December 28, 2009

Bible Reading Plan

Wow. First post in a long time. Sorry 'bout that.

It's the end of the year and time to think about my Bible reading plan for 2010. In 2009, I used the Discipleship Journal plan and I'm going to do it again next year. It takes you through the whole Bible in a year. Here are two thing I like about it.

1. The readings are from four separate places every day. For the internet generation's short attention span (I'm including myself), this is just right. If one of the readings is dry, another will be juicy.

2. It only calls for 25 days of reading each month. This kept me from falling behind and getting discouraged. Sometimes I did all 25 readings before the end of the month; then I just kept reading, went back and reviewed something in more depth, or read some historical background.

This Bible reading plan (including printable bookmarks) and many other plans are available here.

Sometimes when I have a checklist, the temptation is just to get something done to check it off. What a waste! It's important to remember that the reason I read the Bible is to know God better and to invite God to speak to me through scripture. Here's to rich time in God's word in 2010!

June 13, 2009

R's Blog

R started a blog.

Here it is:

And T's is here:

How Not to Talk to Your Kids

This is an article on how general praise ("You're smart") can actually demotivate a child and prevent him from trying something at which he may not succeed. It's better to affirm effort, especially specific instances of effort ("You worked really hard on those problems"). It originally appeared in the New Yorker a couple years ago and is republished here at (Try to get past the corny template.)

April 25, 2009

Listening and Following Directions

Amy Anderson is at it again, this time with some tips about helping preschool-age children with listening and following directions.

Here’s a sample of what she says:

  • Get down on your child’s level - eye contact is good, and it is also less intimidating to your child.
  • Make sure you have your child’s full attention before giving directions. Be straight-forward: “I am going to tell you what to do now. Ready?”
  • Keep your directions short and simple - preschoolers are not known for their extensive attention spans.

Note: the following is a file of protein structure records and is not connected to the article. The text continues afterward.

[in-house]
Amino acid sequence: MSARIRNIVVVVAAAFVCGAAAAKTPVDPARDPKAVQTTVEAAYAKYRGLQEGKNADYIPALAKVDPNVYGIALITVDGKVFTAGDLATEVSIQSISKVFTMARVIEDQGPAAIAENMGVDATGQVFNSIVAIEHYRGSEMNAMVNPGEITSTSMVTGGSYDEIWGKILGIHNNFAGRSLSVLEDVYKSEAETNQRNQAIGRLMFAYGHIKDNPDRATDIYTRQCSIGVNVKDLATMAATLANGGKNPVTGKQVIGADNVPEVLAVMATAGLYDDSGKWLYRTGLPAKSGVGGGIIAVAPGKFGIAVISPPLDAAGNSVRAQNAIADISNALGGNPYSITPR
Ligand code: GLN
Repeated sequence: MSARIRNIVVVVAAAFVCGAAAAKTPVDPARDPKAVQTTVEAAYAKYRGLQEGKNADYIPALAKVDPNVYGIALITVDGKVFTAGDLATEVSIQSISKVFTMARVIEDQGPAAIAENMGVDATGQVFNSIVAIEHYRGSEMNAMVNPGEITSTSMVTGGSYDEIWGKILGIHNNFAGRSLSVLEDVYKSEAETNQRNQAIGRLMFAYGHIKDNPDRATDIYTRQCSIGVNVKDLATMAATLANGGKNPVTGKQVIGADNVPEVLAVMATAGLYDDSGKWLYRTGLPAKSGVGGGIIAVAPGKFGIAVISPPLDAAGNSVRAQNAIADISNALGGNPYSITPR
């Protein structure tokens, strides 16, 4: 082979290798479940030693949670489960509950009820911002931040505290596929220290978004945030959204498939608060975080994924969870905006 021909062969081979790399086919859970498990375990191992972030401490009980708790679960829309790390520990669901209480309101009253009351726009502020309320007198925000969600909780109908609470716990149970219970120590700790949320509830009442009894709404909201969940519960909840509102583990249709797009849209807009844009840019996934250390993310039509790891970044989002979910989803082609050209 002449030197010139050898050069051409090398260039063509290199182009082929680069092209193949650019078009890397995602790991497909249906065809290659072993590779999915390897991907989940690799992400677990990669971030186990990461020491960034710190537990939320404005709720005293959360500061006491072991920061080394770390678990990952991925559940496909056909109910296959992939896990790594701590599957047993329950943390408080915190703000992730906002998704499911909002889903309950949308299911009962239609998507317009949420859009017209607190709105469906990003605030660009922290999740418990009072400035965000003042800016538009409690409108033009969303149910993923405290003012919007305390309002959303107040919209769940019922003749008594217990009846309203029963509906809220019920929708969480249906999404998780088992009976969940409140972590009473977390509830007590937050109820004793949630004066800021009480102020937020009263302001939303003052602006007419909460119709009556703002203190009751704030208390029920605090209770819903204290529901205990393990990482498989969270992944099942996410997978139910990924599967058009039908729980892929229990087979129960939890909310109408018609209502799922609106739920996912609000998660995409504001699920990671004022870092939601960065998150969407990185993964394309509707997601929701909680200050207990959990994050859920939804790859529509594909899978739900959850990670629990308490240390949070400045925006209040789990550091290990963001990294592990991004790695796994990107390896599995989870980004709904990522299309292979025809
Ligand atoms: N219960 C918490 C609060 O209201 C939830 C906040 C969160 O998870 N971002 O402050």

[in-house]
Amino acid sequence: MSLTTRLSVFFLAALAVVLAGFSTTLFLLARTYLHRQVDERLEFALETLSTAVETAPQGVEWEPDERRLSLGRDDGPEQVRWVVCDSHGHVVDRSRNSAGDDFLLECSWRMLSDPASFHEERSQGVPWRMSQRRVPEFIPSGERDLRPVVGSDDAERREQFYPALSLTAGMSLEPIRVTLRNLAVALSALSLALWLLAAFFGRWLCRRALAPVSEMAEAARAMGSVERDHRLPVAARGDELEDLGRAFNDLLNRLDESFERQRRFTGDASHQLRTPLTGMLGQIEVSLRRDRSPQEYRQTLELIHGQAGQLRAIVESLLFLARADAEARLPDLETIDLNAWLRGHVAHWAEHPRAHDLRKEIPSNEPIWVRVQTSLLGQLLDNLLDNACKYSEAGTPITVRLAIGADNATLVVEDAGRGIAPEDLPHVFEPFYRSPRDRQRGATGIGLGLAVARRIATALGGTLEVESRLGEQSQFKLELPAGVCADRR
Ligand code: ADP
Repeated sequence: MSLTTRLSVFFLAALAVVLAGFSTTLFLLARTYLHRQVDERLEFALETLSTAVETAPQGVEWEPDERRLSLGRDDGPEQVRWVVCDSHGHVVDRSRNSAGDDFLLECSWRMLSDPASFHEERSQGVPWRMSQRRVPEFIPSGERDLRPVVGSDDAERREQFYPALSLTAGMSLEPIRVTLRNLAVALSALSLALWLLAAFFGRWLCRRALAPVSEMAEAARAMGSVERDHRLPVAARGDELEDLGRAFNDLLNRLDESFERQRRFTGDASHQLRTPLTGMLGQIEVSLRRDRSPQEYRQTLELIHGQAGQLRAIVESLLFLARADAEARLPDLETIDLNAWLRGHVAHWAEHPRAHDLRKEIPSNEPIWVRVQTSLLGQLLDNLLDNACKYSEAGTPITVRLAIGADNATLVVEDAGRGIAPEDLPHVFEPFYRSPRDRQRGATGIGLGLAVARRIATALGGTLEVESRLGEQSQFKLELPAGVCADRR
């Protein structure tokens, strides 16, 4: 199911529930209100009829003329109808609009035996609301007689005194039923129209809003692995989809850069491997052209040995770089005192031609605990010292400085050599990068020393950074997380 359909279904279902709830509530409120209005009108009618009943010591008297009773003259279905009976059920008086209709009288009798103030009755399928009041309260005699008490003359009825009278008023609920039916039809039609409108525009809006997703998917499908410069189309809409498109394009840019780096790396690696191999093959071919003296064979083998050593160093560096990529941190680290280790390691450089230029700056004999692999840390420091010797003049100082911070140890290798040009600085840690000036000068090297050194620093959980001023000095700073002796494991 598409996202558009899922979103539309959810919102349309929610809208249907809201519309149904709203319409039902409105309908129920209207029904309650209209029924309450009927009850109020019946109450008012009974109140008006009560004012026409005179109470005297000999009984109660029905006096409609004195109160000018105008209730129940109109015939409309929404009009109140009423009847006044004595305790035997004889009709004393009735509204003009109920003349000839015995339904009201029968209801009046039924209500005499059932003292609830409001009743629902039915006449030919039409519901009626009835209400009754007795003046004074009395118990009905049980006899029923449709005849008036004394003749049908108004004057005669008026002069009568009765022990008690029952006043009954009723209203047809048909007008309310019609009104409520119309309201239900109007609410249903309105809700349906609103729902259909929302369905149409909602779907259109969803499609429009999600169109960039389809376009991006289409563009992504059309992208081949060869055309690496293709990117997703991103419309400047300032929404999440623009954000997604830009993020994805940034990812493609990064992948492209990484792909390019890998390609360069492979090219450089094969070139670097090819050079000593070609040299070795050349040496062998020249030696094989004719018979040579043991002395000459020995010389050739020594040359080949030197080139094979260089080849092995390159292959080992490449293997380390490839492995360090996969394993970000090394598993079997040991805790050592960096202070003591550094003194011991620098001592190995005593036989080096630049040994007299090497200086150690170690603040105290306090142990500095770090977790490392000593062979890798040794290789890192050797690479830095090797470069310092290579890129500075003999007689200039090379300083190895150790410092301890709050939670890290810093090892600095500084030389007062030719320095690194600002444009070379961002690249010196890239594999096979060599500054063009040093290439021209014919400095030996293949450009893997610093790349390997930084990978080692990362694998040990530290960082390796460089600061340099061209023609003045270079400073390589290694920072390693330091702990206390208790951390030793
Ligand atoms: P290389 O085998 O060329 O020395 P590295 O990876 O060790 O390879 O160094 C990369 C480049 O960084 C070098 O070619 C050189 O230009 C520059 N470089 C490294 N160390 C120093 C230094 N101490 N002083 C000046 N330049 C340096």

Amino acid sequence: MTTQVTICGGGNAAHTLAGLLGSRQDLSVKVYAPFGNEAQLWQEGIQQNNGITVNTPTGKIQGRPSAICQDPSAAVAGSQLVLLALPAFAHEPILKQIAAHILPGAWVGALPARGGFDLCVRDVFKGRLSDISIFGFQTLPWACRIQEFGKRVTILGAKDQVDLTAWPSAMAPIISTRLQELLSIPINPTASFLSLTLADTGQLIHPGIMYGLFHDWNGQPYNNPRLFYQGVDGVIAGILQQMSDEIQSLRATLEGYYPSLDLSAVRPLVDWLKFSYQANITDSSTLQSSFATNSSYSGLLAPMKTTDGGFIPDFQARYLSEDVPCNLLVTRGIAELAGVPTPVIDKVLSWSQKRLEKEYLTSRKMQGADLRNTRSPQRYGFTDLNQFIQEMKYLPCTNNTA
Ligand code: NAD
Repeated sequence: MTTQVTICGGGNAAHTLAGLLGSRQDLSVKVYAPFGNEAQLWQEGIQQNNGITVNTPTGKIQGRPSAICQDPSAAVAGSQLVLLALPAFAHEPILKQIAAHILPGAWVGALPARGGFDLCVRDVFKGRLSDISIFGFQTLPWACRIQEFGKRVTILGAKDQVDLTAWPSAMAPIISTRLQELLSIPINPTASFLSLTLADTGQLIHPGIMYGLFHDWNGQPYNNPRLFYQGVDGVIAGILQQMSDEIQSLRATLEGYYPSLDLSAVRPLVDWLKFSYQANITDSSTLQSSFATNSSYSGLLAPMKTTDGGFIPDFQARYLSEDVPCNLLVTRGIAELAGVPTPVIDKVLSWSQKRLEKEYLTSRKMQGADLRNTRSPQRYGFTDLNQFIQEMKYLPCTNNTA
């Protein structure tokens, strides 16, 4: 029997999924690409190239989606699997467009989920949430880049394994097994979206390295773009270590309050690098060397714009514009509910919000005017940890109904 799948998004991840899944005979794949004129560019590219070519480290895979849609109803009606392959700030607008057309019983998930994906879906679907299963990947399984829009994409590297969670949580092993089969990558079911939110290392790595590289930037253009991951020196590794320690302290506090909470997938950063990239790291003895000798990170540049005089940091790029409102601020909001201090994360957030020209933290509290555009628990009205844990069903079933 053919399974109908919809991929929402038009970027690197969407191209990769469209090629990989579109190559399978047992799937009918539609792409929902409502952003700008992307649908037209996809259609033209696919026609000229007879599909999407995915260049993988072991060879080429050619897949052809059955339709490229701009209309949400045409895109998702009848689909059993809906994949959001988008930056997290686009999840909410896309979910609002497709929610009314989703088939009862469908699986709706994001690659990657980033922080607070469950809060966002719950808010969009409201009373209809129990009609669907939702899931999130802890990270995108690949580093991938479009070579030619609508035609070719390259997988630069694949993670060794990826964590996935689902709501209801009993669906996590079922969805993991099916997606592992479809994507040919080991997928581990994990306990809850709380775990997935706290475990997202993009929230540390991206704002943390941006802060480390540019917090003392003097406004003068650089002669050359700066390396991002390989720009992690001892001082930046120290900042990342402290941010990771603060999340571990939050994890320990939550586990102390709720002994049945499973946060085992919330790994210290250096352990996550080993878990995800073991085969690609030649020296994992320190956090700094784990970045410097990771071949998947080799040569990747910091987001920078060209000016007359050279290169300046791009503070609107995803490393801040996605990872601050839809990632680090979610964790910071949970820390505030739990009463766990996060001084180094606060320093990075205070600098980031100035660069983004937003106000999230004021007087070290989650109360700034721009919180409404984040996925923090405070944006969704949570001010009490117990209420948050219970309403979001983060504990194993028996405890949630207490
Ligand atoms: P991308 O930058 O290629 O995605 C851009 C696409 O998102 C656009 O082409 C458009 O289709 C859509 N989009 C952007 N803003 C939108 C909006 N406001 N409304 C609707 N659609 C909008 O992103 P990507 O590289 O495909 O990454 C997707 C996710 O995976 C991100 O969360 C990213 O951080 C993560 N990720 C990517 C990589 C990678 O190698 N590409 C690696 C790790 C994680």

• Use visual cues if you can — point the direction you want him to go; touch her feet if you want her to get shoes on.
  • Ask your child to repeat back the directions. My four-year-old likes to count on her fingers while she retells what she needs to do. Whatever works!
  • Be predictable. If you always tell your child to first clear his plate, then wash his hands, he will have a better chance of remembering what to do.
  • Have appropriate expectations. Don’t give your child a three-step direction if you know she is not capable of remembering three steps. Break it down step-by-step until she is ready.
For more, read the whole article here.

April 22, 2009

Initiative, Independence, & Responsibility

Amy Anderson at Let's Explore has a good article about fostering these skills in preschool childen. Her advice, in part is to:

Encourage your child to complete self-help tasks, such as cleaning up spilled juice or sweeping up paper from a cutting project.

Break complicated tasks into small steps and celebrate all the little successes along the way.

Praise the effort, not the task: “You didn’t give up and kept trying until you opened the toothpaste. Way to go!”

Build extra minutes into your daily routines to allow your child to complete tasks without being hurried — such as putting on his own socks, buckling her own seat belt, etc.

These are all great but I particularly like the last one. Chronic parental rushing stunts the development of initiative in children.

March 27, 2009

R's Graduation!

R graduated from kindergarten on March 18. I'm super proud of her. But now I'm wondering what it will be like teaching without at least one of my own kids in the classroom.

March 22, 2009

Playing Competitive Games Cooperatively